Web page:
Internal mammary and medial supraclavicular irradiation in breast cancer

P. M. Poortmans, S. Collette, C. Kirkove, E. van Limbergen, V. Budach, H. Struikmans, L. Collette, A. Fourquet, P. Maingon, M. Valli, K. de Winter, S. Marnitz, I. Barillot, L. Scandolaro, E. Vonk, C. Rodenhuis, H. Marsiglia, N. Weidner, G. van Tienhoven, C. GlanzmannA. Kuten, R. Arriagada, H. Bartelink, W. van den Bogaert

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Abstract

Background The effect of internal mammary and medial supraclavicular lymph-node irradiation (regional nodal irradiation) added to whole-breast or thoracic-wall irradiation after surgery on survival among women with early-stage breast cancer is unknown. METHODS We randomly assigned women who had a centrally or medially located primary tumor, irrespective of axillary involvement, or an externally located tumor with axillary involvement to undergo either whole-breast or thoracic-wall irradiation in addition to regional nodal irradiation (nodal-irradiation group) or whole-breast or thoracic-wall irradiation alone (control group). The primary end point was overall survival. Secondary end points were the rates of disease-free survival, survival free from distant disease, and death from breast cancer. RESULTS Between 1996 and 2004, a total of 4004 patients underwent randomization. The majority of patients (76.1%) underwent breast-conserving surgery. After mastectomy, 73.4% of the patients in both groups underwent chest-wall irradiation. Nearly all patients with node-positive disease (99.0%) and 66.3% of patients with node-negative disease received adjuvant systemic treatment. At a median follow-up of 10.9 years, 811 patients had died. At 10 years, overall survival was 82.3% in the nodal-irradiation group and 80.7% in the control group (hazard ratio for death with nodal irradiation, 0.87; 95% confidence interval [CI], 0.76 to 1.00; P = 0.06). The rate of disease-free survival was 72.1% in the nodal-irradiation group and 69.1% in the control group (hazard ratio for disease progression or death, 0.89; 95% CI, 0.80 to 1.00; P = 0.04), the rate of distant disease-free survival was 78.0% versus 75.0% (hazard ratio, 0.86; 95% CI, 0.76 to 0.98; P = 0.02), and breast-cancer mortality was 12.5% versus 14.4% (hazard ratio, 0.82; 95% CI, 0.70 to 0.97; P = 0.02). Acute side effects of regional nodal irradiation were modest. CONCLUSIONS In patients with early-stage breast cancer, irradiation of the regional nodes had a marginal effect on overall survival. Disease-free survival and distant disease-free survival were improved, and breast-cancer mortality was reduced.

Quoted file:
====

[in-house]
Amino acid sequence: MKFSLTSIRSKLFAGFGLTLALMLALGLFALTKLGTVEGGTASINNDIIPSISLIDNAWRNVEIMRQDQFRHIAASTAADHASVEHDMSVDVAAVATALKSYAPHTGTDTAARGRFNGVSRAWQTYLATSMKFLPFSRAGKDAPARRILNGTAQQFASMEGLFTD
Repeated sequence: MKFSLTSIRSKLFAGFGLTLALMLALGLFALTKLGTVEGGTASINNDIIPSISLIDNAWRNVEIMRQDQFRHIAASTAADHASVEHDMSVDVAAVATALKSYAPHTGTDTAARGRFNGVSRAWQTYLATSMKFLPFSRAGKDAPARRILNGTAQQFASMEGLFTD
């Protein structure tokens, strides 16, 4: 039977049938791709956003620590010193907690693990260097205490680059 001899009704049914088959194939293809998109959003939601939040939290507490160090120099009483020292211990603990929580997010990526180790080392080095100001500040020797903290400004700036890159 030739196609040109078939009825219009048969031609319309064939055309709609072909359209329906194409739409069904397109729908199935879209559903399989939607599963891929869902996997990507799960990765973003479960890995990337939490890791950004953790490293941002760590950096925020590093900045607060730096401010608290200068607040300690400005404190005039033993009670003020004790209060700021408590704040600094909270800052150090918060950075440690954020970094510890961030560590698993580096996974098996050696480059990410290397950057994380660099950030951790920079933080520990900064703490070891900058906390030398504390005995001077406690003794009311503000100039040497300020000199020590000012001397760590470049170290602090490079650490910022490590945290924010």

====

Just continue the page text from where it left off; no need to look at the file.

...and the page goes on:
Original languageEnglish
Pages (from-to)317-327
JournalNew England Journal of Medicine
Volume373
Issue number4
DOIs
Publication statusPublished - 2015
Externally publishedYes

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